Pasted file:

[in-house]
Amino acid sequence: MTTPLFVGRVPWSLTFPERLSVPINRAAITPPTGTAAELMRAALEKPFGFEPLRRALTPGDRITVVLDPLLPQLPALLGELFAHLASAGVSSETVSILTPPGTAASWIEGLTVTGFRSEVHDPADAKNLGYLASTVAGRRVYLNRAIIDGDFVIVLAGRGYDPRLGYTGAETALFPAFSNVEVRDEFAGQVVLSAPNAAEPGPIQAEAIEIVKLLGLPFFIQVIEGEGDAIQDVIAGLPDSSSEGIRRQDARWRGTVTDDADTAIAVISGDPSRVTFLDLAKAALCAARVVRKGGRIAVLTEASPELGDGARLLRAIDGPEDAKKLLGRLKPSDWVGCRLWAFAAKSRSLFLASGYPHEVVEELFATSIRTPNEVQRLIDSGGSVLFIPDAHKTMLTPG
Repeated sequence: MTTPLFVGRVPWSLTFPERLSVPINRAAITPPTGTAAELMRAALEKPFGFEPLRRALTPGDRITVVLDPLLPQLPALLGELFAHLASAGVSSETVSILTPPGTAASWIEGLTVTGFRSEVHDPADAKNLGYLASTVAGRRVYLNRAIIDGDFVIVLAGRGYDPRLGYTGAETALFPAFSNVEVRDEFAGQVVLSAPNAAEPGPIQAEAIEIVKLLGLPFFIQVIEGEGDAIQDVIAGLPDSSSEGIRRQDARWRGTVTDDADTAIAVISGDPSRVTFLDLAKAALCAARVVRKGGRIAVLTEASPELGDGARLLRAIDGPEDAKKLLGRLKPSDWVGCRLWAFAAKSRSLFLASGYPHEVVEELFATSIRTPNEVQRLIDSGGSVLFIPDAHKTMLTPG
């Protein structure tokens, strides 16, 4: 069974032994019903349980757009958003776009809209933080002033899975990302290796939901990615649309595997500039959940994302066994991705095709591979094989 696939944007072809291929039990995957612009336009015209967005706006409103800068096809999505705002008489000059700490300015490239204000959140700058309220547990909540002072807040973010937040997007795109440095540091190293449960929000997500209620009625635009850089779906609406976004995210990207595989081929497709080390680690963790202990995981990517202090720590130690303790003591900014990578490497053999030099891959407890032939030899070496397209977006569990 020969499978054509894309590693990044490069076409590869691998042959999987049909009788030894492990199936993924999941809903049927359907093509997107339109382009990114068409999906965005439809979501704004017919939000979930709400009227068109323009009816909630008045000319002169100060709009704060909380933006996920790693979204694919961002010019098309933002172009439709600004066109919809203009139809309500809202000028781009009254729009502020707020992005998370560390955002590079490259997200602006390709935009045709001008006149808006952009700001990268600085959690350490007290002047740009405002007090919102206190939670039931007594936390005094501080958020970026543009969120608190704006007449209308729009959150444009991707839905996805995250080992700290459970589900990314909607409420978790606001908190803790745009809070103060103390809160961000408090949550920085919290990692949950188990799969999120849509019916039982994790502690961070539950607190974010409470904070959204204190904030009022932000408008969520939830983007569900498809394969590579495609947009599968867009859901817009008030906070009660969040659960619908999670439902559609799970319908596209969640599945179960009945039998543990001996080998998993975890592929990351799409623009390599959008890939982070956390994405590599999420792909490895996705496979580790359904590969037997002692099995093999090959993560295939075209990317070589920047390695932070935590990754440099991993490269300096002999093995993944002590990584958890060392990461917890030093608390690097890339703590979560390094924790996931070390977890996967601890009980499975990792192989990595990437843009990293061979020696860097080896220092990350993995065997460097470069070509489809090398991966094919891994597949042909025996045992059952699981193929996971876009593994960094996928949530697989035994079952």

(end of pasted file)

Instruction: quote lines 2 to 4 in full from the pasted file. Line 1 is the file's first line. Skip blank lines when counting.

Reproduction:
Amino acid sequence: MTTPLFVGRVPWSLTFPERLSVPINRAAITPPTGTAAELMRAALEKPFGFEPLRRALTPGDRITVVLDPLLPQLPALLGELFAHLASAGVSSETVSILTPPGTAASWIEGLTVTGFRSEVHDPADAKNLGYLASTVAGRRVYLNRAIIDGDFVIVLAGRGYDPRLGYTGAETALFPAFSNVEVRDEFAGQVVLSAPNAAEPGPIQAEAIEIVKLLGLPFFIQVIEGEGDAIQDVIAGLPDSSSEGIRRQDARWRGTVTDDADTAIAVISGDPSRVTFLDLAKAALCAARVVRKGGRIAVLTEASPELGDGARLLRAIDGPEDAKKLLGRLKPSDWVGCRLWAFAAKSRSLFLASGYPHEVVEELFATSIRTPNEVQRLIDSGGSVLFIPDAHKTMLTPG
Repeated sequence: MTTPLFVGRVPWSLTFPERLSVPINRAAITPPTGTAAELMRAALEKPFGFEPLRRALTPGDRITVVLDPLLPQLPALLGELFAHLASAGVSSETVSILTPPGTAASWIEGLTVTGFRSEVHDPADAKNLGYLASTVAGRRVYLNRAIIDGDFVIVLAGRGYDPRLGYTGAETALFPAFSNVEVRDEFAGQVVLSAPNAAEPGPIQAEAIEIVKLLGLPFFIQVIEGEGDAIQDVIAGLPDSSSEGIRRQDARWRGTVTDDADTAIAVISGDPSRVTFLDLAKAALCAARVVRKGGRIAVLTEASPELGDGARLLRAIDGPEDAKKLLGRLKPSDWVGCRLWAFAAKSRSLFLASGYPHEVVEELFATSIRTPNEVQRLIDSGGSVLFIPDAHKTMLTPG
């Protein structure tokens, strides 16, 4: 069974032994019903349980757009958003776009809209933080002033899975990302290796939901990615649309595997500039959940994302066994991705095709591979094989 696939944007072809291929039990995957612009336009015209967005706006409103800068096809999505705002008489000059700490300015490239204000959140700058309220547990909540002072807040973010937040997007795109440095540091190293449960929000997500209620009625635009850089779906609406976004995210990207595989081929497709080390680690963790202990995981990517202090720590130690303790003591900014990578490497053999030099891959407890032939030899070496397209977006569990 020969499978054509894309590693990044490069076409590869691998042959999987049909009788030894492990199936993924999941809903049927359907093509997107339109382009990114068409999906965005439809979501704004017919939000979930709400009227068109323009009816909630008045000319002169100060709009704060909380933006996920790693979204694919961002010019098309933002172009439709600004066109919809203009139809309500809202000028781009009254729009502020707020992005998370560390955002590079490259997200602006390709935009045709001008006149808006952009700001990268600085959690350490007290002047740009405002007090919102206190939670039931007594936390005094501080958020970026543009969120608190704006007449209308729009959150444009991707839905996805995250080992700290459970589900990314909607409420978790606001908190803790745009809070103060103390809160961000408090949550920085919290990692949950188990799969999120849509019916039982994790502690961070539950607190974010409470904070959204204190904030009022932000408008969520939830983007569900498809394969590579495609947009599968867009859901817009008030906070009660969040659960619908999670439902559609799970319908596209969640599945179960009945039998543990001996080998998993975890592929990351799409623009390599959008890939982070956390994405590599999420792909490895996705496979580790359904590969037997002692099995093999090959993560295939075209990317070589920047390695932070935590990754440099991993490269300096002999093995993944002590990584958890060392990461917890030093608390690097890339703590979560390094924790996931070390977890996967601890009980499975990792192989990595990437843009990293061979020696860097080896220092990350993995065997460097470069070509489809090398991966094919891994597949042909025996045992059952699981193929996971876009593994960094996928949530697989035994079952």